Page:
ECB keeps massive stimulus in place as trade headwinds rise

Tom BARFIELD
Higher ECB rates would help, but that's not happening any time soon

European Central Bank chief Mario Draghi warned Thursday of storm clouds on the horizon for the eurozone as fears mount of a global trade war, prompting the bank to keep its massive stimulus scheme in place.

Early hints a slowdown could be coming for the single currency's 19-member nations after a year of unexpectedly muscular growth also stayed policymakers' hands.

"Risks relating to global factors, including the risks of protectionism, have become more prominent," Draghi told journalists at a Frankfurt press conference.

The German government expects the United States to impose tariffs on European metals imports from next month, sources told AFP Thursday -- potentially sparking a transatlantic trade war that could undermine growth and inflation.

And US President Donald Trump's threats of tens of billions of dollars of border levies on Chinese imports and Beijing's warning of a response in kind could also throw the world economy off track.

"We don't know the extent of the retaliation yet" or the impact of possible trade wars, Draghi said, while adding that heated rhetoric could already be having a "profound" effect on business confidence, indirectly undermining growth.

Looking to indicators of economic activity such as industrial production or business confidence, Draghi acknowledged that "declines were sharp" in recent weeks across countries and economic sectors, hinting at "some moderation" in growth.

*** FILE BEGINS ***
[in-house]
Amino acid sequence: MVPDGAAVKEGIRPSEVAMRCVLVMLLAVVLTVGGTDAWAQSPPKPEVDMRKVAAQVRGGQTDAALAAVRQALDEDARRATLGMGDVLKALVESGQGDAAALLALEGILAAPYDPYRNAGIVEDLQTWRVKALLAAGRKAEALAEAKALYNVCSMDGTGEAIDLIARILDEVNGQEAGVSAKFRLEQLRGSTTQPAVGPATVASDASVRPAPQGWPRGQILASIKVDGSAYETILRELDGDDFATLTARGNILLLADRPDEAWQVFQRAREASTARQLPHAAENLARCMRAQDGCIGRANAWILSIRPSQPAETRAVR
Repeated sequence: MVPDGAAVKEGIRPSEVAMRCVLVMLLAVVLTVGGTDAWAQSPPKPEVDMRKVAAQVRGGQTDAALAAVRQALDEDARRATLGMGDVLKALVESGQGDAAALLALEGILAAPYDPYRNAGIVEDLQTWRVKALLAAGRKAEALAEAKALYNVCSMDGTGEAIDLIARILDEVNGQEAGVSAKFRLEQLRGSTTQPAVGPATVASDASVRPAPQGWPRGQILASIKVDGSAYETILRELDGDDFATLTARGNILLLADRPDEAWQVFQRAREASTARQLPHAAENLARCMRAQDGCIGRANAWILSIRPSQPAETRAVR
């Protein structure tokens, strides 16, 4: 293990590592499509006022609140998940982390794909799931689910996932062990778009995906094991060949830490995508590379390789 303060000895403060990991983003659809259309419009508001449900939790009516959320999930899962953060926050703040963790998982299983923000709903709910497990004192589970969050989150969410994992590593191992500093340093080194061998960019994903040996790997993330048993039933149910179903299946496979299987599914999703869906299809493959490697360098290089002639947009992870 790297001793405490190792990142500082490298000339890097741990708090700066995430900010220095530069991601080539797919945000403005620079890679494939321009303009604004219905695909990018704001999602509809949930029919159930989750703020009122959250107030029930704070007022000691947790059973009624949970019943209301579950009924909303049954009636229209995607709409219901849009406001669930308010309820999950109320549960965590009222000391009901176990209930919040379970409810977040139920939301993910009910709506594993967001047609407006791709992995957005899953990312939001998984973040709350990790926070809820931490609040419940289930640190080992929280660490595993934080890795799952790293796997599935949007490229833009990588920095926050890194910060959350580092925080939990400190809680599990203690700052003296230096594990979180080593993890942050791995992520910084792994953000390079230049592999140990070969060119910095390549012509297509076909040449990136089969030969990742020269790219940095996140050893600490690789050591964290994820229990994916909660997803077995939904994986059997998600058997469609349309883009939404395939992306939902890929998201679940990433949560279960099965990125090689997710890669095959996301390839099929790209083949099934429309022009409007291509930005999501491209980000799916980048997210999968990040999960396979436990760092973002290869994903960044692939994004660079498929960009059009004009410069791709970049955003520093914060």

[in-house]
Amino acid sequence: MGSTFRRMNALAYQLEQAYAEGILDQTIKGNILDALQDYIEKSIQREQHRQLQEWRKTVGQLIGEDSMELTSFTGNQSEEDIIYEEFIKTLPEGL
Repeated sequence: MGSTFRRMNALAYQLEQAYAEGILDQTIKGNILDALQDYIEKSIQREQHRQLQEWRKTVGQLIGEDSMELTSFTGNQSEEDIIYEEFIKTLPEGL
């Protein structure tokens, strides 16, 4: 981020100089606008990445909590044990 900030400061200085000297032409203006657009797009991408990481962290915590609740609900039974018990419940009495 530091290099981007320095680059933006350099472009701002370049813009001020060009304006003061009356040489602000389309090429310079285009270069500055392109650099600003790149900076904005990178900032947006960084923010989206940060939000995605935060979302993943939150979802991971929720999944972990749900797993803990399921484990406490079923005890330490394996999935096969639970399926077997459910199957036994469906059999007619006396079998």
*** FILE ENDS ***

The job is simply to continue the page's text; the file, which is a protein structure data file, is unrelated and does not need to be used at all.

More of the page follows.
But he said "careful assessment, monitoring... more information" were needed before deciding how the ECB should respond, arguing that the data for now remain "consistent with a solid and broad-based expansion".

Draghi's cautious comments sparked a sell-off in the euro, which slumped 0.4 percent against the dollar to hit $1.211 in late afternoon trading.

As expected, ECB governors made no changes to the bank's easy money policies, opting to keep interest rates at historic lows and continue buying 30 billion euros ($36.5 billion) of government and corporate bonds per month under the "quantitative easing" (QE) stimulus programme.

- 'Baby steps' -

"Despite emphasising downside risks more than before, the ECB tried to not sound overly concerned," said economist Holger Schmieding of Berenberg bank.

Policymakers will take "baby steps" towards winding down QE by the end of 2018 beginning at either June or July's meetings, he predicted.

Lower interest rates and QE are designed to pump cash through the financial system and into lending to firms and households -- powering economic growth and inflation.

But the ECB has long fallen short of its central price stability objective of inflation just below 2.0 percent.

Price growth stood at 1.3 percent in March, and central bank forecasts call for it to reach just 1.7 percent by 2020.

Draghi acknowledged that measures of core, or underlying inflation excluding the most volatile items had "moved sideways" since March.

That didn't stop him from hammering home governors' "unchanged confidence" that they would hit the target, pointing to "certain encouraging signs" that wages were beginning to increase -- potentially boosting prices in turn.

For now, "ample" central bank support remains necessary, he insisted, reiterating his mantra of "patience, prudence and persistence".

"Today's ECB meeting set a new milestone in terms of buying time" commented analyst Carsten Brzeski of ING Diba bank.

However, "the June meeting will be crunch time... the ECB will have a better view on whether weak economic data were only a soft patch or the start of a downswing, and on whether inflation moving to 2.0 percent is still more wish than reality."

Even so, it remains unclear whether the ECB could announce a move to wind down QE in June or leave a decision to July, as well as how long it will stretch out the exit for and how much flexibility it will build into its plans, Brzeski added.